purchasers is immense. You hardly meet a footpassenger who has not his hands, nay his arms, filled with provisions; or a single droshy that is not ready to break down beneath their weight.

The first ceremony which took place, pre- Palm Sun

day. vious to all this feasting, was that of the Paque fleuries, or Palm Sunday. On the eve of this day the inhabitants of Moscow resort, in carriages, on horseback, or on foot, to the Kremlin, for the purchase of palm-branches, to place

CHAP. before their Boghs, and to decorate the sacred

pictures in the streets, or elsewhere. It is one of the gayest promenades of the year. The Governor, attended by the Maitre de Police, the Commandant, and a train of nobility, go in procession, mounted on fine horses. The streets are lined with spectators; and cavalry are stationed on each side, to preserve order. Arriving in the Kremlin, a vast assembly, bearing artificial bouquets and boughs, are seen moving here and there, forming the novel and striking spectacle of a gay and moving forest. The boughs consist of artificial flowers, with fruit. Beautiful representations of oranges and lemons in wax are sold for a few copeeks each, and offer a proof of the surprising ingenuity of this people in the arts of imitation. Upon this occasion, every person who visits the Kremlin, and would be thought a true Christian, purchases one or more of the boughs called Palm-branches; and, in returning, the streets are crowded with droskies, and all kinds of vehicles, filled with devotees, holding in their hands one or more palm-branches, according to the degree of their piety, or the number of Boghs in their houses.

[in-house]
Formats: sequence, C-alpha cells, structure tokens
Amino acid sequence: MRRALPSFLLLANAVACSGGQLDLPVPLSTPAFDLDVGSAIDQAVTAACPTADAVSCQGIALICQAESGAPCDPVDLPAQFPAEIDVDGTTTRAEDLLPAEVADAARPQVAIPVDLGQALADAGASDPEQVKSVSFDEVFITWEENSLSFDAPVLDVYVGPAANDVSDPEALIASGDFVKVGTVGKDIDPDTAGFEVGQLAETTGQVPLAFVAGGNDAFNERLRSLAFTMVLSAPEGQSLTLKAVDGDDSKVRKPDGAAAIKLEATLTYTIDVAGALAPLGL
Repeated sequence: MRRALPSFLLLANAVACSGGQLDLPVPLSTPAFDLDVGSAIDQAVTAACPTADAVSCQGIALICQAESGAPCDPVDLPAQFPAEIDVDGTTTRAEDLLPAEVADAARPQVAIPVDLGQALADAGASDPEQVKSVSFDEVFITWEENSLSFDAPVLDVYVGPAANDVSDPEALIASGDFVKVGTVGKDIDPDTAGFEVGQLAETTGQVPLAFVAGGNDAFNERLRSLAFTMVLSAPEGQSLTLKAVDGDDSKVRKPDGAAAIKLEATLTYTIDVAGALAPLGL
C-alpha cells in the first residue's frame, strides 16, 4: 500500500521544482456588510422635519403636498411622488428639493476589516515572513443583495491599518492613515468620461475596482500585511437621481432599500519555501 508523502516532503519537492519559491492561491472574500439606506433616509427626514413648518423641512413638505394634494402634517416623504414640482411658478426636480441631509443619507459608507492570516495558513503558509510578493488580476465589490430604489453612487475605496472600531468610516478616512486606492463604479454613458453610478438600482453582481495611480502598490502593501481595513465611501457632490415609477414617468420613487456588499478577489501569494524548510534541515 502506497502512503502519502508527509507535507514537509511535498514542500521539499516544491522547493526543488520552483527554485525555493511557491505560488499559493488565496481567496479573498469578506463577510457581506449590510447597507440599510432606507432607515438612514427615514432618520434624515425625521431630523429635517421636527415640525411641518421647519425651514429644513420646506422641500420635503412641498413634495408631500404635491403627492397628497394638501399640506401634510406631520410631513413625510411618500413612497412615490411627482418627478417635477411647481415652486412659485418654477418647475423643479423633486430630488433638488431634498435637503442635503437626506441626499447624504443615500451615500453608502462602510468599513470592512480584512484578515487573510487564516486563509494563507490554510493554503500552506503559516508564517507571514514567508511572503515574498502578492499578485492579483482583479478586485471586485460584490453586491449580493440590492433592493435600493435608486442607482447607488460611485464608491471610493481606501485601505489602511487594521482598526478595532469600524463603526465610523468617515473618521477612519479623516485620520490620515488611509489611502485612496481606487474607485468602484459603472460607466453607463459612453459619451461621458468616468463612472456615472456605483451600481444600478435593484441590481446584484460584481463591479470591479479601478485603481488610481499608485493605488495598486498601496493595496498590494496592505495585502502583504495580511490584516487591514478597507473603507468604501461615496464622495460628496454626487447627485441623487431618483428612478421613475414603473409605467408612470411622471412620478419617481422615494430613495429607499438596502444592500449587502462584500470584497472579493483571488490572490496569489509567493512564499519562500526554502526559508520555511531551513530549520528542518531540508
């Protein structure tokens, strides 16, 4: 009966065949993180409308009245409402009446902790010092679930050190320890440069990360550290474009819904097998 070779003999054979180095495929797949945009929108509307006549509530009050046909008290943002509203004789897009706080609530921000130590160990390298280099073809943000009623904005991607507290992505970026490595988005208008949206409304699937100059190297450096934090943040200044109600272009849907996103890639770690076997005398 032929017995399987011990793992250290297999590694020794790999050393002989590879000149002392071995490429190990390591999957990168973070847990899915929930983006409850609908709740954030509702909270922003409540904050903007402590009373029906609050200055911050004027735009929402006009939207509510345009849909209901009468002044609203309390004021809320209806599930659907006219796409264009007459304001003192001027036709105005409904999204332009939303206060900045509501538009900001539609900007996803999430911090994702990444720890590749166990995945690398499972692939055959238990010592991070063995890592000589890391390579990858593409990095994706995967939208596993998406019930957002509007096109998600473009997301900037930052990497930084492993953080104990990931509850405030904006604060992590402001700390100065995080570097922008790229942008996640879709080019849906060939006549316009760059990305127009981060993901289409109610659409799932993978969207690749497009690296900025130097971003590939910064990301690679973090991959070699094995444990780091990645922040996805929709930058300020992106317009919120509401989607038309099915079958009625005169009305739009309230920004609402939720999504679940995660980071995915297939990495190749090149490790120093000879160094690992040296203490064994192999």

The description often given of the splendour of the equipages in Moscow but ill agrees

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with their appearance during Lent. A stranger, CHAP. who arrives with his head full of notions of Asiatic pomp and Eastern magnificence, would be surprised to find narrow streets, execrably paved, covered with mud or dust; wretchedlooking houses on each side; carriages drawn, it is true, by six horses, but such cattle! blind, lame, old, out of condition, of all sizes and all colours, connected by rotten ropes and old cords, full of knots and splices; on the leaders, and on the box, figures that seem to have escaped the galleys; behind, a lousy, ragged lackey, or perhaps two, with countenances exciting more pity than derision; and the carriage itself like the worst of the night-coaches in London. But this external wretchedness, as far as it concerns the equipages of the nobles, admíts of some explanation. The fact is, that a dirty tattered livery, a rotten harness, bad horses, and a shabby vehicle, constitute one part of the privation of the season. On Easter Monday the most gaudy but fantastic splendour fills every street in the city.

The second grand ceremony of this season Maunday

Thursday. takes place on Thursday before Easter, at noon, when the archbishop is said to wash the feet of the Apostles. This we also witnessed. The priests appeared in their most gorgeous apparel.